"Placebo POP: Dingwalls, London"
The Guardian, Feb'96
Manchester - Feb 8, 1996
Placebo POP: Dingwalls, London
by CAROLINE SULLIVAN
A LITTLE gender-uncertainty never hurt any band, and it might prove the making of Placebo. The Swedish-American trio is fortunate in boasting a singer, Brian Molko (the American), who is ambiguous enough to enrapture the sexually-confused, yet just robust enough not to alienate the lads. This versatility must have figured in the record-company bidding war that took place just after Christmas, landing Placebo with the kind of fat contract new bands fantasise about.
But the band is more than just one pretty and two average faces. Their thumping guitar-based sound is, so the pundits predict, where rock is going this year. It's been there many times before, of course, but this time the way was paved by 1995's Britpop-mania, its diametric opposite.
With just two singles under their belts, Placebo sold out this Camden club, which was heaving with hormone-throbbing youth. The tiny Molko was the object of their desire, reducing bassist Stefan Olsdal and drummer Robert Schultzberg to the role of sidemen, which they'll have to get used to because Placebo are a U2 of tomorrow.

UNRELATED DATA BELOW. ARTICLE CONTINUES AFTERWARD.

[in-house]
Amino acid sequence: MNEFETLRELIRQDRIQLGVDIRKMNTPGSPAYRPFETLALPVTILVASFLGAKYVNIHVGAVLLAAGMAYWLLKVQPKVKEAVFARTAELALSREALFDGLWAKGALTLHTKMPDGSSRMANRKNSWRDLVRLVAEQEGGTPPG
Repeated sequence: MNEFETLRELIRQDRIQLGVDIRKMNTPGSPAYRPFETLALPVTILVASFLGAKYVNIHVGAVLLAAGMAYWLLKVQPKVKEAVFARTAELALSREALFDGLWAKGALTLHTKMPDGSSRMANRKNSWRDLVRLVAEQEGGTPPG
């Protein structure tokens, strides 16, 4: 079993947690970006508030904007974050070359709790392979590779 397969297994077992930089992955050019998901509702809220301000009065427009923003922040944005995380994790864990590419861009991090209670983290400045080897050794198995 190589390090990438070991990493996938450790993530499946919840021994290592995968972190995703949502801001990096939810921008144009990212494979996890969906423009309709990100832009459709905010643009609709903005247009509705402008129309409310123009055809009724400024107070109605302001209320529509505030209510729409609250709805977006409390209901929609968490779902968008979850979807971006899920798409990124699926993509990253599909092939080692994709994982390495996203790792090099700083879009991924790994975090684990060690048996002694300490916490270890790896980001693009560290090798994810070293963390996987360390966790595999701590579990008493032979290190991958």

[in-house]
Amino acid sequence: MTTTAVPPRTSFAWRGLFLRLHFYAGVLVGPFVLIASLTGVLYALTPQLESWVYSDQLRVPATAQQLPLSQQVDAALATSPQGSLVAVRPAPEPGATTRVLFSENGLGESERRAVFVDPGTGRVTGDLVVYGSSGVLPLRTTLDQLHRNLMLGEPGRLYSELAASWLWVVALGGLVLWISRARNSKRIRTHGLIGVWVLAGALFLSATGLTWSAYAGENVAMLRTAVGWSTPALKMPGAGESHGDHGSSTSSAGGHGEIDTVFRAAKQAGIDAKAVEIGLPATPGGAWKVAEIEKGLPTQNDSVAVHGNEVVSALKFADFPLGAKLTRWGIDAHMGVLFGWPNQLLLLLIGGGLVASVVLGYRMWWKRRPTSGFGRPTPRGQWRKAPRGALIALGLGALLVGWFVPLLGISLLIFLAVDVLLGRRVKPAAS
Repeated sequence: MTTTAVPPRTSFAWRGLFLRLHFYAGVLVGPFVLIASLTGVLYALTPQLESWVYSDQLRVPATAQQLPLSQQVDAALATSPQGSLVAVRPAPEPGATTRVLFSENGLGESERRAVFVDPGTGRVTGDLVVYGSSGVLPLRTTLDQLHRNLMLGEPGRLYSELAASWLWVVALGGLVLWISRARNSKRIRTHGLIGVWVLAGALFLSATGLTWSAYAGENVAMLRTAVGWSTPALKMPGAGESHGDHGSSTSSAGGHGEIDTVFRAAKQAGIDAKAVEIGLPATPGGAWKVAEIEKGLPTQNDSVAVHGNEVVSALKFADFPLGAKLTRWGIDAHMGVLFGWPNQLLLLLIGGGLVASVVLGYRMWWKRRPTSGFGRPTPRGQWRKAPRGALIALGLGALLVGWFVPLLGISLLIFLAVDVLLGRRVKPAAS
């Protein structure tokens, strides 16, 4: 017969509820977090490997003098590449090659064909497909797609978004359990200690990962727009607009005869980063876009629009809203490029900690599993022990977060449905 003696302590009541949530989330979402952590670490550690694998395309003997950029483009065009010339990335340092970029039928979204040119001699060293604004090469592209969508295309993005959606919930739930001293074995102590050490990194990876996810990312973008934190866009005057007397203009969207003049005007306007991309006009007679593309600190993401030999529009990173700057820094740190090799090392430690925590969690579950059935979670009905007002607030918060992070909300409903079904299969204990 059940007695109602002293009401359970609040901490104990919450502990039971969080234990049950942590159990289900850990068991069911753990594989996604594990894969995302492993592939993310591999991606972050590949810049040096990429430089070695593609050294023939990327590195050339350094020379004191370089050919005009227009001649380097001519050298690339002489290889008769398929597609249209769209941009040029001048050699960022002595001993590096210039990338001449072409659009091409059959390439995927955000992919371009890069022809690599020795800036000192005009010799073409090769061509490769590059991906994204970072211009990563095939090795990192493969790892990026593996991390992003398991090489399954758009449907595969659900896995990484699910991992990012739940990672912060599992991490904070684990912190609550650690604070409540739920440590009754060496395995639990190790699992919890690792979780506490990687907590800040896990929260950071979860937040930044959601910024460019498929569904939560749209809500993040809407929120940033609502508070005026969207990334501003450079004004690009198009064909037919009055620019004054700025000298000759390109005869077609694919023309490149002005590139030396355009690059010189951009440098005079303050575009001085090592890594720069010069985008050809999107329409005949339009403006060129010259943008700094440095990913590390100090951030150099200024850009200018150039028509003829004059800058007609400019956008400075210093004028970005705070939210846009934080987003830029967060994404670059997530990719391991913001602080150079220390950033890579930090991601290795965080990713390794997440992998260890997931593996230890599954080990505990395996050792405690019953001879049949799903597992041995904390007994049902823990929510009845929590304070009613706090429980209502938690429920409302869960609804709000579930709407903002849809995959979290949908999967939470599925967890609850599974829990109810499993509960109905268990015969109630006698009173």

Musically, the show is Molko's. While the other two assist by looking pensive and giving the sound depth, his octave-leaping, deceptively female voice and guitar-playing are the axis. He stood, eyes closed, in a black bob and Bond Girl 007 T-shirt, extracting the lyrics from somewhere deep inside without a jot of self-consciousness. Given the earnestness of some of the songs, that's quite something. Furthermore, Molko's ideas are contained in a remarkably tight framework: songs last three minutes, the entire set 25.
Placebo's post-Britpop, post-everything dramatics could be a winner. Lock up your sons.